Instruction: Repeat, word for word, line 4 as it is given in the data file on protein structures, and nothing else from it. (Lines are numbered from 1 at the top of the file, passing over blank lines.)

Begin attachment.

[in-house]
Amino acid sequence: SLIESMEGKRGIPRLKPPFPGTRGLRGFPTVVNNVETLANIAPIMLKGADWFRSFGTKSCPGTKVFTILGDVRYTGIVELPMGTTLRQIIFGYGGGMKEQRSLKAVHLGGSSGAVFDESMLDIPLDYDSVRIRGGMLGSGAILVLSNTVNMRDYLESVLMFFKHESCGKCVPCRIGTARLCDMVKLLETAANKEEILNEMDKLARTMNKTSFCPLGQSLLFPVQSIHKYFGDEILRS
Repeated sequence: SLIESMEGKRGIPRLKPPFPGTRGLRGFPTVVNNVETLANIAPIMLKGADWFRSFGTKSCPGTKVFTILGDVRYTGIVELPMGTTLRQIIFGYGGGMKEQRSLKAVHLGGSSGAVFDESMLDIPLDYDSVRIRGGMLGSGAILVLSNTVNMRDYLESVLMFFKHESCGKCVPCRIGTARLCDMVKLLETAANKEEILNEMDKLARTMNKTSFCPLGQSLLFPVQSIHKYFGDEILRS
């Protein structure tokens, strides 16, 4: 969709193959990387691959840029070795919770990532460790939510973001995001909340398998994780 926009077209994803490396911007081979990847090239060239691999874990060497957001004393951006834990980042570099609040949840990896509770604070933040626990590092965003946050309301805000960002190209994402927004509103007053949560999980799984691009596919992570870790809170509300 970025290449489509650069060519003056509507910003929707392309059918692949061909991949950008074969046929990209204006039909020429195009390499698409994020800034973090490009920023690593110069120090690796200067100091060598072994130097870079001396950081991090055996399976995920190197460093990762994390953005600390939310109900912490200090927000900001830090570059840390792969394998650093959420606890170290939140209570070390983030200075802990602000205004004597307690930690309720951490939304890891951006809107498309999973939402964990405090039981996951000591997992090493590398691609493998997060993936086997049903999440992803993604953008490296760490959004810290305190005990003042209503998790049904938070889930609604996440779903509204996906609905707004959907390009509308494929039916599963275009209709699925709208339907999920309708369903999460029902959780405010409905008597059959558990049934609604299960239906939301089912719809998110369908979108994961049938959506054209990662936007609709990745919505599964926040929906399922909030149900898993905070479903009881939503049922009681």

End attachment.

């Protein structure tokens, strides 16, 4: 969709193959990387691959840029070795919770990532460790939510973001995001909340398998994780 926009077209994803490396911007081979990847090239060239691999874990060497957001004393951006834990980042570099609040949840990896509770604070933040626990590092965003946050309301805000960002190209994402927004509103007053949560999980799984691009596919992570870790809170509300 970025290449489509650069060519003056509507910003929707392309059918692949061909991949950008074969046929990209204006039909020429195009390499698409994020800034973090490009920023690593110069120090690796200067100091060598072994130097870079001396950081991090055996399976995920190197460093990762994390953005600390939310109900912490200090927000900001830090570059840390792969394998650093959420606890170290939140209570070390983030200075802990602000205004004597307690930690309720951490939304890891951006809107498309999973939402964990405090039981996951000591997992090493590398691609493998997060993936086997049903999440992803993604953008490296760490959004810290305190005990003042209503998790049904938070889930609604996440779903509204996906609905707004959907390009509308494929039916599963275009209709699925709208339907999920309708369903999460029902959780405010409905008597059959558990049934609604299960239906939301089912719809998110369908979108994961049938959506054209990662936007609709990745919505599964926040929906399922909030149900898993905070479903009881939503049922009681």